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PostPosted: Fri Dec 31, 2010 9:43 pm 
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Several years ago I used to sit with a Zen group through the New Year. An hour or two after the New Year we would usually have a dinner together. At some point we noted that a Japanese Zen teacher had criticized sitting through New Years. He had happened to see a report of a Zen group in New York I think sitting through the New Year, laughed and decried their sitting as imitation - in particular imitation of Japanese. He felt that as Westerners they should be out getting drunk and partying.

However an article from the Washington Post's On Faith section says:

Quote:
According to a new Rasmussen Reports survey, a majority of Americans (66%) say that their New Year's Eve plans will include prayer. In fact, more people said they were planning to pray than to party.


Kirt

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PostPosted: Fri Dec 31, 2010 10:11 pm 
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kirtu wrote:
Several years ago I used to sit with a Zen group through the New Year. An hour or two after the New Year we would usually have a dinner together. At some point we noted that a Japanese Zen teacher had criticized sitting through New Years. He had happened to see a report of a Zen group in New York I think sitting through the New Year, laughed and decried their sitting as imitation - in particular imitation of Japanese. He felt that as Westerners they should be out getting drunk and partying.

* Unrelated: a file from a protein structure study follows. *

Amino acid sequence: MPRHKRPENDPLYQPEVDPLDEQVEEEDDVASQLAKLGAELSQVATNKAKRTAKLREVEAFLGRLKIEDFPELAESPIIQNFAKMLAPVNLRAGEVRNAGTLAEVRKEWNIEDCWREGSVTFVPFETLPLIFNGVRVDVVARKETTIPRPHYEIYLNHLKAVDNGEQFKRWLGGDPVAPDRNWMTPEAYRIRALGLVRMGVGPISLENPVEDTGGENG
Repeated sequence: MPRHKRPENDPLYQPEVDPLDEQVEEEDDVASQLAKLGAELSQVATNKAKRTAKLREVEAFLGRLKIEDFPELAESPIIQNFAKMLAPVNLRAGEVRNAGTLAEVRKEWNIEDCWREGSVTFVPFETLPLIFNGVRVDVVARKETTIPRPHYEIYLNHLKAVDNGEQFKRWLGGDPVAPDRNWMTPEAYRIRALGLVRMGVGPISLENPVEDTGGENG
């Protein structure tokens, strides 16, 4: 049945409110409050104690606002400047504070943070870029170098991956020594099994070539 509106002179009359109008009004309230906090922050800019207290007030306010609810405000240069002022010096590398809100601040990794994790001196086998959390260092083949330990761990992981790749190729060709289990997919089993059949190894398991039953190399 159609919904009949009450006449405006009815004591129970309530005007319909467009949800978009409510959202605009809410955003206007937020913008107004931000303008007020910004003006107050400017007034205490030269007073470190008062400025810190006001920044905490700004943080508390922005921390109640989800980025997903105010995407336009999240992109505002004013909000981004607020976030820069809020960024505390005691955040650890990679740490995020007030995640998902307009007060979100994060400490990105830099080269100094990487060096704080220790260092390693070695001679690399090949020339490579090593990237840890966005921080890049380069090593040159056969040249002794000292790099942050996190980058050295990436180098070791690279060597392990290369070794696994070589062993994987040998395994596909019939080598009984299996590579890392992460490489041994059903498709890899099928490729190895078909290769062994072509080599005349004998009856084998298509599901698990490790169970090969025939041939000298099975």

However an article from the Washington Post's On Faith section says:

Quote:
According to a new Rasmussen Reports survey, a majority of Americans (66%) say that their New Year's Eve plans will include prayer. In fact, more people said they were planning to pray than to party.


Kirt



We have many praying Christians here over the whole Xmas & New Year, many singing drunk in churches. Pagan Yule seems to top Christianity every time at Xmas. ;)

I know of several Buddhist groups who chant to see in the New Year. I can't imagine why, except that it shows more attachment to one day than another, especially as the day is of no special significance to Buddhists.

Bah Humbug! LOL :)

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PostPosted: Fri Dec 31, 2010 10:56 pm 
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Yeshe wrote:
I know of several Buddhist groups who chant to see in the New Year. I can't imagine why, except that it shows more attachment to one day than another, especially as the day is of no special significance to Buddhists.


Buddha Shakyamuni said in the sutras that practice on special days even culturally specific special days is significant. And basically the whole world observes Western New Year now.

So Russian Buddhists can celebrate Western, then Russian Othodox, then Tibetan and Mongolian New Years!

Kirt

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"Only you can make your mind beautiful."
HH Chetsang Rinpoche


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